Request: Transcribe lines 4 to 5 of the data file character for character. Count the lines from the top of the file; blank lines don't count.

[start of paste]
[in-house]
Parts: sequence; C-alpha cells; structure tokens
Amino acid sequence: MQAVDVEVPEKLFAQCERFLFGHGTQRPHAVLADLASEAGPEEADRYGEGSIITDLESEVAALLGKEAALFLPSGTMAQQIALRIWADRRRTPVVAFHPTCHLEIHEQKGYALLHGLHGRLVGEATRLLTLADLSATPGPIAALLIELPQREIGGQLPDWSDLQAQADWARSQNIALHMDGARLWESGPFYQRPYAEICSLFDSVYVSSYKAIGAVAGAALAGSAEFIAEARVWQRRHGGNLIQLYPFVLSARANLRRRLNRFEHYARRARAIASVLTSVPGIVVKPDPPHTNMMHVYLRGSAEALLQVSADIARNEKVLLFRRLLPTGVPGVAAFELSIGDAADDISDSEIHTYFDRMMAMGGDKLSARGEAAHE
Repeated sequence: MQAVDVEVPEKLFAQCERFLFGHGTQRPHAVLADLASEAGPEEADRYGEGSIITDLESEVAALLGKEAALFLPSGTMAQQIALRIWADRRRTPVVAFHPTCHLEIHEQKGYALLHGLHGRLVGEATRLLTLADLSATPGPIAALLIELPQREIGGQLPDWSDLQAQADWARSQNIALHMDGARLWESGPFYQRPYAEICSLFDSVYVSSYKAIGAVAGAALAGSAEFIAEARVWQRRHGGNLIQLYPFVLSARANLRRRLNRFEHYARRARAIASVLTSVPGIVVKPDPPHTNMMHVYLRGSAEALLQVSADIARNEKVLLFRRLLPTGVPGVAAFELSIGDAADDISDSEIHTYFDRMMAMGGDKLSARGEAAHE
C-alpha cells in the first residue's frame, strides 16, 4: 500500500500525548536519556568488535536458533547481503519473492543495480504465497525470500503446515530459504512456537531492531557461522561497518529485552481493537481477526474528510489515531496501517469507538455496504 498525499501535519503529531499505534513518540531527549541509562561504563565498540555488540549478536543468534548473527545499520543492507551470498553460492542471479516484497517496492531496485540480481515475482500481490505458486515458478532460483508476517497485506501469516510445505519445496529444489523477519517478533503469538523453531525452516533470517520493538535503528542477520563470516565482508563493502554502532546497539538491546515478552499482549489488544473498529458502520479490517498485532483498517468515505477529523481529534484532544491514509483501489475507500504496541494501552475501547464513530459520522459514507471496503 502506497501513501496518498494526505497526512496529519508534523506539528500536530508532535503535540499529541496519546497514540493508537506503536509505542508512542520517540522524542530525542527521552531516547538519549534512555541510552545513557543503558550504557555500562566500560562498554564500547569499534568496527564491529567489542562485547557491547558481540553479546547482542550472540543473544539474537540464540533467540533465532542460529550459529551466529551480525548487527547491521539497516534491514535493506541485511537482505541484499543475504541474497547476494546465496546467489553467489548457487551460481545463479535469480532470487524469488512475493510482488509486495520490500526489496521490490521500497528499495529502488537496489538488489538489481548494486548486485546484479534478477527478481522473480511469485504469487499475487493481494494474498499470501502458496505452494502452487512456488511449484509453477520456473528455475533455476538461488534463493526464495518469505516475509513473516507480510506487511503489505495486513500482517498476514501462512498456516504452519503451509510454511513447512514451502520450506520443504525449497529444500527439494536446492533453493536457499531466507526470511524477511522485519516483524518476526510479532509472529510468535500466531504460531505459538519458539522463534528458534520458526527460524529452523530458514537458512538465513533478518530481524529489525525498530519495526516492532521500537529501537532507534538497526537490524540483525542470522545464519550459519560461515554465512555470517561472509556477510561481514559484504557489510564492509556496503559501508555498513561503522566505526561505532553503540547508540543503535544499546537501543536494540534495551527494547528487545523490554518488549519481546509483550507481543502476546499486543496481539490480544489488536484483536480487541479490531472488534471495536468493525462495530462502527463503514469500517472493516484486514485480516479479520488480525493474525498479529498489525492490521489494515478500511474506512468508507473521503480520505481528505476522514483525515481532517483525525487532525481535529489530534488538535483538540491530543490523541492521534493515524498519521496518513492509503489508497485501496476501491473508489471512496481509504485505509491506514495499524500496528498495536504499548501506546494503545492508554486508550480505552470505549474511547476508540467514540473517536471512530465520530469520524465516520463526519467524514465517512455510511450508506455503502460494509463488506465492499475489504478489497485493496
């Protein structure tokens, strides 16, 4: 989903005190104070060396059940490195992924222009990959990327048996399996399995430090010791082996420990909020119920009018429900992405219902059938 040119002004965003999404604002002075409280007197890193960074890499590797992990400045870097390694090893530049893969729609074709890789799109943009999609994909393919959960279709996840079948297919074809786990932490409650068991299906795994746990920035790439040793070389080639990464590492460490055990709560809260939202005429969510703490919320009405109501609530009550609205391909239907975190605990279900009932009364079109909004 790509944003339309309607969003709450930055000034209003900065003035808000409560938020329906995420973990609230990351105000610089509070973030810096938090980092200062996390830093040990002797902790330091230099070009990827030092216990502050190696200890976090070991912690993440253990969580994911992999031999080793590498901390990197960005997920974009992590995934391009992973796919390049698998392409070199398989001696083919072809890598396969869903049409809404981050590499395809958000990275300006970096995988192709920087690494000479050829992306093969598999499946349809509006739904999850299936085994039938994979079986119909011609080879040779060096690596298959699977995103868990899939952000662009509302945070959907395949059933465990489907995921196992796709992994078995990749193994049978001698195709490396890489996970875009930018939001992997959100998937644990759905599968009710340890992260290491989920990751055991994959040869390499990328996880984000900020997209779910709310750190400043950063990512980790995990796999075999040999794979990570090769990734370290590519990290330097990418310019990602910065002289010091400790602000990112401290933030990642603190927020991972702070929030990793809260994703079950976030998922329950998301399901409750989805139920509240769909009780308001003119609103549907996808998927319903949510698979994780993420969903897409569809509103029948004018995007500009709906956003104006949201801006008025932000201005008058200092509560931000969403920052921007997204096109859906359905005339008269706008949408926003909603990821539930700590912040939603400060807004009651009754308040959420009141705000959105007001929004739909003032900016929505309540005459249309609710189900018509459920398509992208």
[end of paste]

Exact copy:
Repeated sequence: MQAVDVEVPEKLFAQCERFLFGHGTQRPHAVLADLASEAGPEEADRYGEGSIITDLESEVAALLGKEAALFLPSGTMAQQIALRIWADRRRTPVVAFHPTCHLEIHEQKGYALLHGLHGRLVGEATRLLTLADLSATPGPIAALLIELPQREIGGQLPDWSDLQAQADWARSQNIALHMDGARLWESGPFYQRPYAEICSLFDSVYVSSYKAIGAVAGAALAGSAEFIAEARVWQRRHGGNLIQLYPFVLSARANLRRRLNRFEHYARRARAIASVLTSVPGIVVKPDPPHTNMMHVYLRGSAEALLQVSADIARNEKVLLFRRLLPTGVPGVAAFELSIGDAADDISDSEIHTYFDRMMAMGGDKLSARGEAAHE
C-alpha cells in the first residue's frame, strides 16, 4: 500500500500525548536519556568488535536458533547481503519473492543495480504465497525470500503446515530459504512456537531492531557461522561497518529485552481493537481477526474528510489515531496501517469507538455496504 498525499501535519503529531499505534513518540531527549541509562561504563565498540555488540549478536543468534548473527545499520543492507551470498553460492542471479516484497517496492531496485540480481515475482500481490505458486515458478532460483508476517497485506501469516510445505519445496529444489523477519517478533503469538523453531525452516533470517520493538535503528542477520563470516565482508563493502554502532546497539538491546515478552499482549489488544473498529458502520479490517498485532483498517468515505477529523481529534484532544491514509483501489475507500504496541494501552475501547464513530459520522459514507471496503 502506497501513501496518498494526505497526512496529519508534523506539528500536530508532535503535540499529541496519546497514540493508537506503536509505542508512542520517540522524542530525542527521552531516547538519549534512555541510552545513557543503558550504557555500562566500560562498554564500547569499534568496527564491529567489542562485547557491547558481540553479546547482542550472540543473544539474537540464540533467540533465532542460529550459529551466529551480525548487527547491521539497516534491514535493506541485511537482505541484499543475504541474497547476494546465496546467489553467489548457487551460481545463479535469480532470487524469488512475493510482488509486495520490500526489496521490490521500497528499495529502488537496489538488489538489481548494486548486485546484479534478477527478481522473480511469485504469487499475487493481494494474498499470501502458496505452494502452487512456488511449484509453477520456473528455475533455476538461488534463493526464495518469505516475509513473516507480510506487511503489505495486513500482517498476514501462512498456516504452519503451509510454511513447512514451502520450506520443504525449497529444500527439494536446492533453493536457499531466507526470511524477511522485519516483524518476526510479532509472529510468535500466531504460531505459538519458539522463534528458534520458526527460524529452523530458514537458512538465513533478518530481524529489525525498530519495526516492532521500537529501537532507534538497526537490524540483525542470522545464519550459519560461515554465512555470517561472509556477510561481514559484504557489510564492509556496503559501508555498513561503522566505526561505532553503540547508540543503535544499546537501543536494540534495551527494547528487545523490554518488549519481546509483550507481543502476546499486543496481539490480544489488536484483536480487541479490531472488534471495536468493525462495530462502527463503514469500517472493516484486514485480516479479520488480525493474525498479529498489525492490521489494515478500511474506512468508507473521503480520505481528505476522514483525515481532517483525525487532525481535529489530534488538535483538540491530543490523541492521534493515524498519521496518513492509503489508497485501496476501491473508489471512496481509504485505509491506514495499524500496528498495536504499548501506546494503545492508554486508550480505552470505549474511547476508540467514540473517536471512530465520530469520524465516520463526519467524514465517512455510511450508506455503502460494509463488506465492499475489504478489497485493496